Nous avons pu discuter du présent et du futur de Call of Duty: Warzone avec Taylor Kurosaki, directeur narratif chez Infinity Ward, et Amos Hodge, directeur créatif de Raven Software.
Could you introduce yourself quickly?
TK : My name is Taylor Kurosaki and I’m the studio narrative director at Infinity Ward.
AH : I’m Amos Hodge, and I’m the creative director at Raven Software.
First of all, where are you and how is the lockdown going for you and the teams?
TK : I’m doing great. So Amos and I work in different parts of the country - I’m in Los Angeles, and Amos is in Wisconsin. So, we’re a little bit away. What’s really cool is for the development of Warzone, Raven and Infinity Ward were able to work really closely together so in a sense, this lockdown is just an extension of what we’ve already been doing. It’s just that now everyone at the various studios is in their own homes. But we were accustomed to playtest between the two studios remotely for months now, so it’s kind of business as usual in terms of how Amos and I are interacting.
AH : I’m doing pretty well. I’m in Wisconsin, and we haven’t been it with the coronavirus as hard as some others are. We’re told to stay at home, but things are pretty relaxed and less stressful as in populated areas. Like Taylor says, we’re used to video calls, video chat everyday between the two teams. It’s still working out pretty well for us. I’m surprise at how productive we’ve been able to be at working home [...].
For those who didn’t try Warzone yet, what are the current story elements in Warzone, and how is it linked to Modern Warfare?
TK : At high level, when we set out to make Modern Warfare - this is going all the way back to the end of 2016 - we were absolutely set on having a singular experience for players, no matter what mode you were playing in, whether it be campaign, or Spec Ops, or Multiplayer. The goal was that it was a universe that abided by the same rules, that have the same mechanics, across all modes, and that the fiction in the story was consistent among all these modes, so any progress that you made in the campaign would transfer to the multiplayer and vice-versa, that you felt like rather than be three disparate games in one, it was a massive world that you could play in multiple ways.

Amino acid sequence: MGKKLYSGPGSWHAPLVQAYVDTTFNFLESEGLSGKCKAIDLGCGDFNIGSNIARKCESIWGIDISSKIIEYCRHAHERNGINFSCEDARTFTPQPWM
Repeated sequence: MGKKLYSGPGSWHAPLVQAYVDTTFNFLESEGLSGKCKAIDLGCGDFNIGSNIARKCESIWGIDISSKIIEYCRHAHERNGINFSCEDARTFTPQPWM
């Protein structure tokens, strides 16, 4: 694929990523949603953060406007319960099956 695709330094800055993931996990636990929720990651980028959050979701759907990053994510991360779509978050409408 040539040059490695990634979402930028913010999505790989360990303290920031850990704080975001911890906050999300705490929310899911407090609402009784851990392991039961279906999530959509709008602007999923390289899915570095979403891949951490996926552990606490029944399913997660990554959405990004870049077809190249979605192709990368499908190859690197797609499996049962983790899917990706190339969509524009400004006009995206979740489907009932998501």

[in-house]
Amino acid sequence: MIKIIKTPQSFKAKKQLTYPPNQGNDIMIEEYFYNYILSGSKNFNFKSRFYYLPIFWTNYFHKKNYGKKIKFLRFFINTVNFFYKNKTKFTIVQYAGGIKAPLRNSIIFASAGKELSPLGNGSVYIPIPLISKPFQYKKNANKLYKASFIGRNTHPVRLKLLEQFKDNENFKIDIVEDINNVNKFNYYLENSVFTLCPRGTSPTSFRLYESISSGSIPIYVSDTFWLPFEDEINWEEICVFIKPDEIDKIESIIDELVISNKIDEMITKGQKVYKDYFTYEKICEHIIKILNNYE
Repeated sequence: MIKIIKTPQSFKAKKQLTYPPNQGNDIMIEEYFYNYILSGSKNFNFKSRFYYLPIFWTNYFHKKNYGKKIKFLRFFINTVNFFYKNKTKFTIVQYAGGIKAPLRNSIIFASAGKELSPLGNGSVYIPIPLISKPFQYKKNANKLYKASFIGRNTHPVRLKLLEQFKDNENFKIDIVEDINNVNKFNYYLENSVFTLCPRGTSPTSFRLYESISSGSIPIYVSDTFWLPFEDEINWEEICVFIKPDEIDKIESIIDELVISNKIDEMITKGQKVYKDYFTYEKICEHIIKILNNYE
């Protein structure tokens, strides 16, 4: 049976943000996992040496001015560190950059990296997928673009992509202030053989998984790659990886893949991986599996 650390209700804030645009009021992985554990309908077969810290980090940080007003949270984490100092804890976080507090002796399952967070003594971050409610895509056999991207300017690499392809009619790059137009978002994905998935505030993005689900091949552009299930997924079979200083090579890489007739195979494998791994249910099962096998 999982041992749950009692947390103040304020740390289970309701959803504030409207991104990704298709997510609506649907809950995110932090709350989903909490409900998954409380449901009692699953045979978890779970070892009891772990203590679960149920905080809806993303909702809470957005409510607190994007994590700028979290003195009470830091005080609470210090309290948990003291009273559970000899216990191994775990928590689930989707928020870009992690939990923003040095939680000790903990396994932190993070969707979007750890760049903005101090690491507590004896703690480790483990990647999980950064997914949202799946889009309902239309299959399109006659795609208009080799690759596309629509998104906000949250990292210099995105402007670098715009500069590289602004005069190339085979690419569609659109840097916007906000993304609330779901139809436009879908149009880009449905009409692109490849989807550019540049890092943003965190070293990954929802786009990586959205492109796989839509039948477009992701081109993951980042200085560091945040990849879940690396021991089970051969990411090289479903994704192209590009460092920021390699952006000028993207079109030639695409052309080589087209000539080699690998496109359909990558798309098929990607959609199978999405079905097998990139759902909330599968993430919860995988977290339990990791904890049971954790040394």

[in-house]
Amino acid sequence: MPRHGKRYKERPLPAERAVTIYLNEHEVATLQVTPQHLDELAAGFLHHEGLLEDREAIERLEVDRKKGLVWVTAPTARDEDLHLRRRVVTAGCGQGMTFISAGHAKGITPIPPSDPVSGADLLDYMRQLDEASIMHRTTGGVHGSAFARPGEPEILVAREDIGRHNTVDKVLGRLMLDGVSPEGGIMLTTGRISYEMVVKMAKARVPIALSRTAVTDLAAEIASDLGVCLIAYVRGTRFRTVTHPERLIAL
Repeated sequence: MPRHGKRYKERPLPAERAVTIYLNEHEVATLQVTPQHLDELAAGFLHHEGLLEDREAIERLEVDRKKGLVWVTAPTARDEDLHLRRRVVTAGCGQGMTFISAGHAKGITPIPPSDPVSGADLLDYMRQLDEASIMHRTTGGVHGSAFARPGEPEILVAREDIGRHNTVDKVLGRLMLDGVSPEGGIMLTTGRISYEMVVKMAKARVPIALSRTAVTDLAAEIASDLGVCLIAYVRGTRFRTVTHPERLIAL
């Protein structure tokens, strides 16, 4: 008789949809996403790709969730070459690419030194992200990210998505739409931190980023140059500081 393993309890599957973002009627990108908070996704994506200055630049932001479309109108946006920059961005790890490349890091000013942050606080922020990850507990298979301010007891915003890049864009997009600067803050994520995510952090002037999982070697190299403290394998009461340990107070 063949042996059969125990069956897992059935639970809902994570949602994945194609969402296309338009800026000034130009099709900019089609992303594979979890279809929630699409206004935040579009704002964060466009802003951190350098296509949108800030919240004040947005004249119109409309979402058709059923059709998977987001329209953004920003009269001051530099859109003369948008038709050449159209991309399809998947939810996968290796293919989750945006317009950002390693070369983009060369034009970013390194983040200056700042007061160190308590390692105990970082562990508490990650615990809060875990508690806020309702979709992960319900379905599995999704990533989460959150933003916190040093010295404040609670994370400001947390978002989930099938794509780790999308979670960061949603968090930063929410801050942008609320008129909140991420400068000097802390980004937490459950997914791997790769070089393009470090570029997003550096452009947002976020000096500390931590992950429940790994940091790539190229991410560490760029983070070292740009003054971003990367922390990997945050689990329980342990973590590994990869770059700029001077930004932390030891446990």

Taylor, as a narrative director, what is your job in a Battle Royale game? Are you only working on story elements, or are you part of the big plan for the future of the game?
TK : I’m not part of the design crew on Warzone, that’s really Patrick Kelly, our studio head, Amos and all the guys at Raven. My job really is to make sure that the feeling in Warzone is exactly the same as Modern Warfare. So you have narrative threads, you have fiction, you have faction and characters that span both modes, and not only do they have to feel like the same people that are in the same world, but designwise, the things they say have to be clear and have to kinda just continue that Modern Warfare tone. In other words, this is one of the ways we’re extremely different from a game like Fortnite for exemple - this is a realistic, military genre - despite both of them having a Battle Royale mode.
How is the work on Warzone divided between Infinity Ward and Raven Software? Are the tasks clearly dispatched or did you werge part of your teams to form a new one?
AH : It’s not really an Infinity Ward versus Raven scenario, but it’s really one team. It was actually a natural thing for Raven because we worked on every Call of Duty for the past ten years, so we’re used to partnering with the studios. We playtest together, we do daily calls, it’s more like one large studio - we’re all Activision, we’re all on the same tech, we all want the game to be fun, so it’s more one team than is two separates.